Interdisciplinary Note (1 of 13)
Hydraulic press illustrating Pascal's Law
Hydraulic press illustrating Pascal's Law.

Simple machines convert a smaller input force, the effort, into a larger output force, the load. Pascal's Law is the basis for the operation of one type of simple machine, the hydraulic press.

In its simplest form, a hydraulic press consists of two hydraulically coupled pistons, one small and one large. A small force is applied to a smaller piston. By Pascal's Law, an increase in pressure in the small piston is transmitted undiminished throughout the fully enclosed hydraulic fluid to the large piston, where a large force is exerted.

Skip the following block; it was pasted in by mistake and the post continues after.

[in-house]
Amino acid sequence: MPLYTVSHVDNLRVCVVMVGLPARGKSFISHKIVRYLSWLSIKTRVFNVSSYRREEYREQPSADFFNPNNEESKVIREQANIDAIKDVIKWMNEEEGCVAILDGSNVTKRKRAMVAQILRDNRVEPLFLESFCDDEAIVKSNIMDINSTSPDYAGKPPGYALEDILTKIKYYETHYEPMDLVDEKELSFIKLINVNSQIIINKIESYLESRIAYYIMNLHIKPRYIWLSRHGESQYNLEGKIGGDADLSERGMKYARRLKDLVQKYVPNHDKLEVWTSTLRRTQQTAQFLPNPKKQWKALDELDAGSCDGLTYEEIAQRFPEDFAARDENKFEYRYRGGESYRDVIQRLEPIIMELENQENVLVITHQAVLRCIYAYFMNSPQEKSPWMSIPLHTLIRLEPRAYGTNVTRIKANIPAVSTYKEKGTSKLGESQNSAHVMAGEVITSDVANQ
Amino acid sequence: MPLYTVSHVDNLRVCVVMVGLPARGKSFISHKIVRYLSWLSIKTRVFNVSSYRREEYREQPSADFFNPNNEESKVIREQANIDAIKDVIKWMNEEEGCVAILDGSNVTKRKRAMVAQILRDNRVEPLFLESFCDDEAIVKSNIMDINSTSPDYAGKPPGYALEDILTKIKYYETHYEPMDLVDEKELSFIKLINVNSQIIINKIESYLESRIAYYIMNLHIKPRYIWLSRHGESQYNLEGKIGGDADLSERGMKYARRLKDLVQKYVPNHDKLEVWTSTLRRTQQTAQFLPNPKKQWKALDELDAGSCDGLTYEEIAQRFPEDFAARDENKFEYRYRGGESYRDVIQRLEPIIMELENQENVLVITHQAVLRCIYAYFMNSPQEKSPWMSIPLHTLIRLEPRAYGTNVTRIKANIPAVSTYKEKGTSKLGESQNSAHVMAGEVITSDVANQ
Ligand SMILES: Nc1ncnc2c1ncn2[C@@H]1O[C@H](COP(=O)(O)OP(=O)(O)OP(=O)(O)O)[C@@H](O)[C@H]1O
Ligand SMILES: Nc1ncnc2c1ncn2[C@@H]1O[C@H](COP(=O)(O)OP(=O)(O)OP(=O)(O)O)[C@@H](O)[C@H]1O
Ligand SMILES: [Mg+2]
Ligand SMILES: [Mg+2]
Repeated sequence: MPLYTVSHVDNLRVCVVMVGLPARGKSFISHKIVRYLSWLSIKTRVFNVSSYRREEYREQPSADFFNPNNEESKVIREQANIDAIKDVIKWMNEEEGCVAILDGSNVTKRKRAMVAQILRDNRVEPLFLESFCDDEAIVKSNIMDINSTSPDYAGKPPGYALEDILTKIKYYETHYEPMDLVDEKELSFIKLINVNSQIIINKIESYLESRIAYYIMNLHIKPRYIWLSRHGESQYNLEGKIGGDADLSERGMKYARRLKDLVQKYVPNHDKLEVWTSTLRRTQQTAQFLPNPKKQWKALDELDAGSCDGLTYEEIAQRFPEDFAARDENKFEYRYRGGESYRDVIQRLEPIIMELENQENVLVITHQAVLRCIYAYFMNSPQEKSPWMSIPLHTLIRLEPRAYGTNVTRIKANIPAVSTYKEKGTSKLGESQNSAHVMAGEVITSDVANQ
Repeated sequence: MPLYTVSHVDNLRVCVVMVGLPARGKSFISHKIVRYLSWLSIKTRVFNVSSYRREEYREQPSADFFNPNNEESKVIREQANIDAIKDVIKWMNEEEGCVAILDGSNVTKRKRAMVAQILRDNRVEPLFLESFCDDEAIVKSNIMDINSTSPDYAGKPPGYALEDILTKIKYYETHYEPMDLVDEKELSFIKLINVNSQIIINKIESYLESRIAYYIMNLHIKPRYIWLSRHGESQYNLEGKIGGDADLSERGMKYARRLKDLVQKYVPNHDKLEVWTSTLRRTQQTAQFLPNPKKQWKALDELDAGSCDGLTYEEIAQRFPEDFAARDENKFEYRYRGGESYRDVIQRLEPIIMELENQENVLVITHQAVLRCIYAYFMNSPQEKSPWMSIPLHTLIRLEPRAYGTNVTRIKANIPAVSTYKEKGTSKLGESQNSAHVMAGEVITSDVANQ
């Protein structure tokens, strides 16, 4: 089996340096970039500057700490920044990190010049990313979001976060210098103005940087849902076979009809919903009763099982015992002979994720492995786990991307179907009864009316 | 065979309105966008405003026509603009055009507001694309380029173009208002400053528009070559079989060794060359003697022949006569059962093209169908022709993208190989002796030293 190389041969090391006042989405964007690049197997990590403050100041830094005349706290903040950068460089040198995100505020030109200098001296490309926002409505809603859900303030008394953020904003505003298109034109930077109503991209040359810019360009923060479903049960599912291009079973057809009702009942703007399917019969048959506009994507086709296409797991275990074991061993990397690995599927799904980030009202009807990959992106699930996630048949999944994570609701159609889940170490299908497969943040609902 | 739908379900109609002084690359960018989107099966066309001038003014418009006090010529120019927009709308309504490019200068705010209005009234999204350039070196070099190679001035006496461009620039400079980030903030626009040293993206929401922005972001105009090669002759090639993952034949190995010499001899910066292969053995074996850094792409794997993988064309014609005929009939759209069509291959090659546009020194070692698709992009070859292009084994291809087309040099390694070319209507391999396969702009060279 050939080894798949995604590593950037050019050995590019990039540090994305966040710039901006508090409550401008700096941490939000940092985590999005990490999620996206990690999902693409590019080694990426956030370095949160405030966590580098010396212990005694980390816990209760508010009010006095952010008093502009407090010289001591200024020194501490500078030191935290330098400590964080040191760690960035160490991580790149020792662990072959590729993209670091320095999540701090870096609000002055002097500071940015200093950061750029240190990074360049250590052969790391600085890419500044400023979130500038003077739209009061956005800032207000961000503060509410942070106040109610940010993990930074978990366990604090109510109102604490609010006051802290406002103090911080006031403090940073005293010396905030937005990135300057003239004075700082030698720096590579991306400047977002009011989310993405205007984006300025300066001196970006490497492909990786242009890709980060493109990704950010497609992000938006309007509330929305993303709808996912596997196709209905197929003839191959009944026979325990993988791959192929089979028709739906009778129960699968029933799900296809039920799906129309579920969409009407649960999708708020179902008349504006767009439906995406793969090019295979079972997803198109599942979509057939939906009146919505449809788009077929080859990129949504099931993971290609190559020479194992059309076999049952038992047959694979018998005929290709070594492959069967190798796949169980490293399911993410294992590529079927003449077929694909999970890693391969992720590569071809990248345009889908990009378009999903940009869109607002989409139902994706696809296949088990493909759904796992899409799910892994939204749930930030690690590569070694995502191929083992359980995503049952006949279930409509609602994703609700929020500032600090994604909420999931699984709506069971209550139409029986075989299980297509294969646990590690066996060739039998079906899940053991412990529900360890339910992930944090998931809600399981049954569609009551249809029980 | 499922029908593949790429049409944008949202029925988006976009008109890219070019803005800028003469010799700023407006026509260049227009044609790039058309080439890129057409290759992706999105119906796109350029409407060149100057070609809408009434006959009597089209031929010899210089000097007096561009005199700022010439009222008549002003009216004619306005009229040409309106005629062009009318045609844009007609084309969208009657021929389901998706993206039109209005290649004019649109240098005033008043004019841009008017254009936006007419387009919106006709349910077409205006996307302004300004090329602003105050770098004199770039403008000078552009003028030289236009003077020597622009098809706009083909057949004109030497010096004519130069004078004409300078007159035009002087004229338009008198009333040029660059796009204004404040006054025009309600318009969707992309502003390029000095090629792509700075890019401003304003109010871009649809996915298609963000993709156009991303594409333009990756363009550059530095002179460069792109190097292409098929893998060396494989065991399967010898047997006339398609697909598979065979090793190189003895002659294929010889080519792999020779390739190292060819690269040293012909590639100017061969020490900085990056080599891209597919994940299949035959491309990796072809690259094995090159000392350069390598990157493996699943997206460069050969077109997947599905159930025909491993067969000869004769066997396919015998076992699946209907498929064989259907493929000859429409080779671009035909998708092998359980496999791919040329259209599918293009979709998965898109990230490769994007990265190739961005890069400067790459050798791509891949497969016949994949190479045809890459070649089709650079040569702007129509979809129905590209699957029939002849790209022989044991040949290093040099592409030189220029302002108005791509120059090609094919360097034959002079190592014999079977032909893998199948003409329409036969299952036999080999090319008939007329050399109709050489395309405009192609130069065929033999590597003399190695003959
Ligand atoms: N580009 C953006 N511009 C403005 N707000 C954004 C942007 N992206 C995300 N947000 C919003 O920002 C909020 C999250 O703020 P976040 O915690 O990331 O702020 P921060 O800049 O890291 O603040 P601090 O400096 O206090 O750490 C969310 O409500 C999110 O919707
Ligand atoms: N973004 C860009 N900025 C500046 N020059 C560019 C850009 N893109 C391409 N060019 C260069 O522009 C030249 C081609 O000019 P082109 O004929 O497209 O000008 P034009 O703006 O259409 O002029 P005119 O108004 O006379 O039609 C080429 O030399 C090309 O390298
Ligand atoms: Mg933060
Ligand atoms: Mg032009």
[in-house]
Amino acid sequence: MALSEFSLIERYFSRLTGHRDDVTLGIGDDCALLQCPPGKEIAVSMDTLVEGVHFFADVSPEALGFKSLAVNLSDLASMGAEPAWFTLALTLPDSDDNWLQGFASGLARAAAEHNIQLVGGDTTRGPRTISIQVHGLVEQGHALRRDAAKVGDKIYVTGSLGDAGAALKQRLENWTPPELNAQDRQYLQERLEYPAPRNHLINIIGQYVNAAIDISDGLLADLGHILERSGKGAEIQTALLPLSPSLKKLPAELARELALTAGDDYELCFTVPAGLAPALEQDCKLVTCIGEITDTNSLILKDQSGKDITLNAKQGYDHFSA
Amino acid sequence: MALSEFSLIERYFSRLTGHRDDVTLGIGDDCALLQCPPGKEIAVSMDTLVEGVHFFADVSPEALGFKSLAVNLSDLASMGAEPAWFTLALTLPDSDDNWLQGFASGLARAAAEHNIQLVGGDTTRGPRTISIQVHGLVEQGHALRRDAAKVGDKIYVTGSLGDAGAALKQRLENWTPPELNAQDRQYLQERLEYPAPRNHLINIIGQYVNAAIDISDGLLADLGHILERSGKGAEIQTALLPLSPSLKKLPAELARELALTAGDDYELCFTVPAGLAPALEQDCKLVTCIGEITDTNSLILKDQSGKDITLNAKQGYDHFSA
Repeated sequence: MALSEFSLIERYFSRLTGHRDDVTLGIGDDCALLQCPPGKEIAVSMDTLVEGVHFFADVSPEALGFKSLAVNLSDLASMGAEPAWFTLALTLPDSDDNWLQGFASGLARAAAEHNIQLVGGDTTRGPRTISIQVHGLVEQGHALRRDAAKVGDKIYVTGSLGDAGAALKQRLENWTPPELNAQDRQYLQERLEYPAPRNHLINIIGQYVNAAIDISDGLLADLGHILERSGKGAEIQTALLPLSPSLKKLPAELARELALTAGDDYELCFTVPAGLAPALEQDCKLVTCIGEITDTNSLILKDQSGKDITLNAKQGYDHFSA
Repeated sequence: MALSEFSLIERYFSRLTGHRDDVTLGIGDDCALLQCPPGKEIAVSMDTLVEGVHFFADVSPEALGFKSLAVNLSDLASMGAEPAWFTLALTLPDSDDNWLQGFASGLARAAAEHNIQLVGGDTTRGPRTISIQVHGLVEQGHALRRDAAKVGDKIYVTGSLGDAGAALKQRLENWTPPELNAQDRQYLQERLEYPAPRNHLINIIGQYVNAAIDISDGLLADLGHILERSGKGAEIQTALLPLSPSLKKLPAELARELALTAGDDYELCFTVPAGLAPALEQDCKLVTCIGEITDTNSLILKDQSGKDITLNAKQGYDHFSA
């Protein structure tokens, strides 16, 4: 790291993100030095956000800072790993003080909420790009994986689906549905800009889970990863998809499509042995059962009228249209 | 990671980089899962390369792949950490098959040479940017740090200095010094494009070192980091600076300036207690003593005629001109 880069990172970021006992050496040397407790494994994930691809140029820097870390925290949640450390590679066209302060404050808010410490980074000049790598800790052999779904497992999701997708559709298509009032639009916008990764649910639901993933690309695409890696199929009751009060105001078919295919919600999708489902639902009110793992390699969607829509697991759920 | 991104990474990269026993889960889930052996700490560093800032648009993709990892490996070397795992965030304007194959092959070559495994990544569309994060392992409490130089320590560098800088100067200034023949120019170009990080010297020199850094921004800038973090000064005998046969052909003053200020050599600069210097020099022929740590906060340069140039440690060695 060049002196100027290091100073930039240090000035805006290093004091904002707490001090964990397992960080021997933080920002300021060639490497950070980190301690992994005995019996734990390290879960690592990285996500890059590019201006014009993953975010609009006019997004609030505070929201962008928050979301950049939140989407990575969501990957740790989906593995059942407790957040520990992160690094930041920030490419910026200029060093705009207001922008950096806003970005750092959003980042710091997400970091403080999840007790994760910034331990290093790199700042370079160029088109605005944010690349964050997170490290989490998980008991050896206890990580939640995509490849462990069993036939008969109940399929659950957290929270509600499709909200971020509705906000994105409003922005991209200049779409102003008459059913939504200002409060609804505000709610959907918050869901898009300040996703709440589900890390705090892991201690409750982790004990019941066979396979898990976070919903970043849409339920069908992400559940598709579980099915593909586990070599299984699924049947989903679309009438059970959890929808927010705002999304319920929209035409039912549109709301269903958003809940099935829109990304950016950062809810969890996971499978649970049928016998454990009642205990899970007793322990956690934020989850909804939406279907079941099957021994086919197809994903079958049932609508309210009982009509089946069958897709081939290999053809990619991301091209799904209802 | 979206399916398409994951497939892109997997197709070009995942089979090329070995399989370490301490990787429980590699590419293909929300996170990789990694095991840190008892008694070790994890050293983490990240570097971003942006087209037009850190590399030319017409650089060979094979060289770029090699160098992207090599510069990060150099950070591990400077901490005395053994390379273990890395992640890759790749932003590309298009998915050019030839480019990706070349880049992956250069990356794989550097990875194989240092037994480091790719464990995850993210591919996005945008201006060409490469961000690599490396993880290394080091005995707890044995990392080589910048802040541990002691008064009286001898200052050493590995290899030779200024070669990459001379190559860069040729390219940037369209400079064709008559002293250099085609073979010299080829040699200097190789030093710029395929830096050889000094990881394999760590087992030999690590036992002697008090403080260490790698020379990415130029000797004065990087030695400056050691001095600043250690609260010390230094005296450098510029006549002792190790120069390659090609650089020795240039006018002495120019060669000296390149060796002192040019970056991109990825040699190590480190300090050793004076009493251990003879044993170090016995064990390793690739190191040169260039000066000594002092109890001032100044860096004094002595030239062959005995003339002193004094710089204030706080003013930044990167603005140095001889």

As with all frictionless simple machines, conservation of energy applies. The amount of work performed by the two pistons must be equal in magnitude, so the displacements at the two pistons cannot be equal. At the small piston, a small force translates through a large displacement. At the large piston, a large force translates through a small displacement. The work in both cases is equal.

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